Instant Messaging: There are a few options here but Meebo easily provides the best experience. It is essentially the same as the other options, however with Meebo you can use your existing account to log into multiple IM accounts at the same time. This however has a secondary purpose that makes it so great. When you’re instant messing with Edge there is a good chance you will get disconnected and miss parts of the conversation. Meebo enables logging when you sign up for an account, so you never miss any part of any conversation, and can refer back to it at any time. http://meebo.com – automatically loads iPhone version upon visit.
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If you’re in the market for a personal finance application, Liquid Ledger should be at the top of your list. While it does take time to get used to the organization and interface of the program, it gets the job done smoothly once you get going. At first setting up all your various accounts can get annoying, but the ability to overview all of your funds and accounts at a glance is well worth the time spent.
Liquid Ledger allows you to import/export multiple file times, including Quicken’s Interchange Format and more generic options to make compatibility a strong point. As mentioned earlier there is a great overview feature, included with that is the ability to print out several types of financial report and graphs.
In terms of finance there really isn’t much that Liquid Ledger can’t do, but the real question is if you will be able to make use of the feature set. Liquid Ledger is definitely a great application for those who do a lot of in-depth personal or business finance, but if you’re looking for a more minimal, simplistic application see Cha-Ching, to be featured next week.
The developers at Modeless Software, Inc. have made a 60-Day Trial available for free with minimal nagging that I’d encourage anyone to give a try. You can find it at liquidledger.com.
When the iPhone first came out, you couldn’t go any website without seeing loads of stories surrounding it. People loving it, people hating it, people having love/hate relationships with it, everyone had something to say (even MacCast writers). Some of the major complaints have been addressed with recent updates and iPhone now has a remarkable hacking community. Nothing has changed with then news sites, iPhone is everywhere and there is nothing you can do about it. This post/rant is a newbies perspective on why the iPhone is the best, and worst piece of technology in recent years, hope you find it interest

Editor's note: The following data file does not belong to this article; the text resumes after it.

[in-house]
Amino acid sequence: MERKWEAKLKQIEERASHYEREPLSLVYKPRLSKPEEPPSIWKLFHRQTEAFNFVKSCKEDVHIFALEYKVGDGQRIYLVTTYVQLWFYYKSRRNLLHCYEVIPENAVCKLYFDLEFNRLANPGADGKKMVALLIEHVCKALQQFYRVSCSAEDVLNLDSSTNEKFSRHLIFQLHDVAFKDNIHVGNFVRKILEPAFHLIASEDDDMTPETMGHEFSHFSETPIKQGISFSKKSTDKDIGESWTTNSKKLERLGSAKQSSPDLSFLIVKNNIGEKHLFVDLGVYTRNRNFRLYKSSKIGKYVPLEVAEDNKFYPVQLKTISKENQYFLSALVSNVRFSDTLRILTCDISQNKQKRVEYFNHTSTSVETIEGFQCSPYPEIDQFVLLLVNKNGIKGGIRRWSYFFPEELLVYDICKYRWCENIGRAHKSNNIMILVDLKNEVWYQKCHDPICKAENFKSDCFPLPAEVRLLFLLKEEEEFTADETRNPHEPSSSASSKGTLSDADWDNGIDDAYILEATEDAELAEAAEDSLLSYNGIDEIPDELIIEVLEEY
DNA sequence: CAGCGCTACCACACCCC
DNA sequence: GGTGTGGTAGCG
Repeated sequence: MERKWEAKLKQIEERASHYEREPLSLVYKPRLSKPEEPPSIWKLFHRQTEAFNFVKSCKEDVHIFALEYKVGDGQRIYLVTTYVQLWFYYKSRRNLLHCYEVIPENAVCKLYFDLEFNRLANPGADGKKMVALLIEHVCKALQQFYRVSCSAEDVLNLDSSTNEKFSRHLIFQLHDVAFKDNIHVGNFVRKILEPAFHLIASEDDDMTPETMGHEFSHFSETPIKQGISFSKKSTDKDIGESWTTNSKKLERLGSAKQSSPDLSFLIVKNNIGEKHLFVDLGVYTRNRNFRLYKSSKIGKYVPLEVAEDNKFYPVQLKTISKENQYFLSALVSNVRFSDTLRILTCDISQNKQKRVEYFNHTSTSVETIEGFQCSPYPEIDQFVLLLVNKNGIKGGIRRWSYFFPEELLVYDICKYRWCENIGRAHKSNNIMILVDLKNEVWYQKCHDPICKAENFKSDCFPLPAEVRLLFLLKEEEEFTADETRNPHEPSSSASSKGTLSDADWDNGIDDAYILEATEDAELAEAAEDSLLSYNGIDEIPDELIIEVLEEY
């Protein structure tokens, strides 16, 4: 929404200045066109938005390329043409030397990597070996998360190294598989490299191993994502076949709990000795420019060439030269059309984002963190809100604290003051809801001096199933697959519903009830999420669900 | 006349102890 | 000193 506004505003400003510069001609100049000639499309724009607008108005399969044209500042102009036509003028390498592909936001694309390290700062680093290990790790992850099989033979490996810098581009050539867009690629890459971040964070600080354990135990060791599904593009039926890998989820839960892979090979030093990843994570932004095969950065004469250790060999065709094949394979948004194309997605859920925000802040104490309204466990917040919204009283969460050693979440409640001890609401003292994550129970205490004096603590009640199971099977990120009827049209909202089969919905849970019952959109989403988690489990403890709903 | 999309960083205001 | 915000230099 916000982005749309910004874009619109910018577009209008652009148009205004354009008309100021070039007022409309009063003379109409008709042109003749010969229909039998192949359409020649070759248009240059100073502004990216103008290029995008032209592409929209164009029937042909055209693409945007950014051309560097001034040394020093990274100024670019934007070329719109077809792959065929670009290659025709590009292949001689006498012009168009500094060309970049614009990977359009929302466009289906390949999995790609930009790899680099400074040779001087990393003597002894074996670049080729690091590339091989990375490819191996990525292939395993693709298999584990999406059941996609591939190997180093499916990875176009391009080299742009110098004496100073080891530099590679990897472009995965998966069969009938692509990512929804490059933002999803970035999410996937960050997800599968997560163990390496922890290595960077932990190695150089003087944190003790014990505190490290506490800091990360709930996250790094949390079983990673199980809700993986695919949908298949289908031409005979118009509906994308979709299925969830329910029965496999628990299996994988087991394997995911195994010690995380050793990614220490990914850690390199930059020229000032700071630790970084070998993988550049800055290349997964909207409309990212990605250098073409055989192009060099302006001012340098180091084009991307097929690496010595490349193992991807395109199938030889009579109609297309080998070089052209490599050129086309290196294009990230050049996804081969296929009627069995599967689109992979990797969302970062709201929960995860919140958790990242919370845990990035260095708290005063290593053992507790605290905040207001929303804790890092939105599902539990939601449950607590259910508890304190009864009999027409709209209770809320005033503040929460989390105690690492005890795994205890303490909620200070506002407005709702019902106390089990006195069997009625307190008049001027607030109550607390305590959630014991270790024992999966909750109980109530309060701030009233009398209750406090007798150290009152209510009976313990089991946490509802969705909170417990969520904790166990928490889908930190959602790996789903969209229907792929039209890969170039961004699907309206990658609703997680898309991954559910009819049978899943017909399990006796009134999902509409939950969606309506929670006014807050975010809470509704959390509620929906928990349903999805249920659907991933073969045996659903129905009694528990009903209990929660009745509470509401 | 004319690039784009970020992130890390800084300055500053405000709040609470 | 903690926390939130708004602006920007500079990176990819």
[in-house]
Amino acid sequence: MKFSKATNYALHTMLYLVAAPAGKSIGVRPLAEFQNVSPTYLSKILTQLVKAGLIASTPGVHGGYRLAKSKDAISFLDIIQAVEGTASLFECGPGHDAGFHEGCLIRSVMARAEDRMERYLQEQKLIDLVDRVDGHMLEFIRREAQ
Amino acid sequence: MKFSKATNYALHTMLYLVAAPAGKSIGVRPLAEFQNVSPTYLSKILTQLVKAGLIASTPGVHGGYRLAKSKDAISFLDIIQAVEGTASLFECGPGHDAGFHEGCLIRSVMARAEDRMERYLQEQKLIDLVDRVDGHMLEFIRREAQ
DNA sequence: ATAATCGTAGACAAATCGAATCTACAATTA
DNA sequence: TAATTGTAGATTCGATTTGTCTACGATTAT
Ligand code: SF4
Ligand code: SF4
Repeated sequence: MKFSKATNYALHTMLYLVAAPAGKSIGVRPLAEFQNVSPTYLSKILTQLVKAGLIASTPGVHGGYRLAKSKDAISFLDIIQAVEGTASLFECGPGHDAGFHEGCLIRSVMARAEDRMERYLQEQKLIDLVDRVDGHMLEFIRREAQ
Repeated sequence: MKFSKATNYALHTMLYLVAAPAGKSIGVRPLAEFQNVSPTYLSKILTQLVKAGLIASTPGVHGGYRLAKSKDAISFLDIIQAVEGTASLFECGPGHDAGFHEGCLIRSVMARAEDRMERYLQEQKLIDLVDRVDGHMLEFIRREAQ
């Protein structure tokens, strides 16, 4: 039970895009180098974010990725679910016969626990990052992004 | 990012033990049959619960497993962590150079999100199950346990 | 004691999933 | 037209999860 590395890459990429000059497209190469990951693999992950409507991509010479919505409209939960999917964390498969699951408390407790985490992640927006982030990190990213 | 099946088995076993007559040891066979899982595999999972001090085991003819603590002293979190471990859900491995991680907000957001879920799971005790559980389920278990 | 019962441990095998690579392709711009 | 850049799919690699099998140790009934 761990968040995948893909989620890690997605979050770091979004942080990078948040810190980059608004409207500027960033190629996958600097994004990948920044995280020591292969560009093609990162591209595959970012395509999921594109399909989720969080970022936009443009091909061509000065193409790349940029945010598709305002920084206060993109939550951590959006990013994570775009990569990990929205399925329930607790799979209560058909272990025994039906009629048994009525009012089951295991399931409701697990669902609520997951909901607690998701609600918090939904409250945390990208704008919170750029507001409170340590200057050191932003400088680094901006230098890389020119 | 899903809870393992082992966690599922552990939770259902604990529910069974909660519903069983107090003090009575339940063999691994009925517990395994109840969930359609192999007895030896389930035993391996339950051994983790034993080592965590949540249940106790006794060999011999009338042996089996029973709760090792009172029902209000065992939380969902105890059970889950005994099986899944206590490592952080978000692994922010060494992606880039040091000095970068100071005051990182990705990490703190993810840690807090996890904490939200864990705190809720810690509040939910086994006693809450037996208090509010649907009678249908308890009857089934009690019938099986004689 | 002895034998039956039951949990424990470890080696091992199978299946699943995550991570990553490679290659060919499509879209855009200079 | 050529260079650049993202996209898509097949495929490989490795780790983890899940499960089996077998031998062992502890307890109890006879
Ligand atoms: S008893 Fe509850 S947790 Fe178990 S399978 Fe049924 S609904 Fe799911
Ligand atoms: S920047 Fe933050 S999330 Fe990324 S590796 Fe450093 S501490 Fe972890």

I’m twenty years old and a total geek, but I’ve only had owned mobile phone for about 3 weeks. My first phone was a V3 Razr, which was okay, but after owning the (hacked) iPod Touch and always thinking “I could click this number and call it if this were an iPhone” the Razr felt very limited. Even more so when browsing the web with the Opera browser or playing any games. Then came Sunday January 19th, the day I lost my iPod somewhere in New Jersey. The next day I went out and bought an iPhone.
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In OS X we have the Keychain and Autofill features to make managing usernames and passwords very simple. Agile Web Solutions saw the room for improvement however, thus the creation of 1Password. It is easy to dismiss 1Password as an alternative to keychain and autofill, but doing so would not be taking note of the full power of the application.Â
I tried the program on recommendation of a friend and at first found it nothing more than a “neat” app, but after making use of all its features I don’t see why they aren’t built into OS X already. If you do online banking, bill paying, or have any sensitive information stored on the web you’ll quickly see why 1Password is an essential component to the operating system.Â Â
The problem with passwords is that they really should be complex, but we often are willing trade off security for something easy to remember. It doesn’t get any easier when you have more than one account on a website. 1Password not only remembers your existing passwords, but has an amazing GUI for creating insanely secure passwords. You can access all of these with a single master password.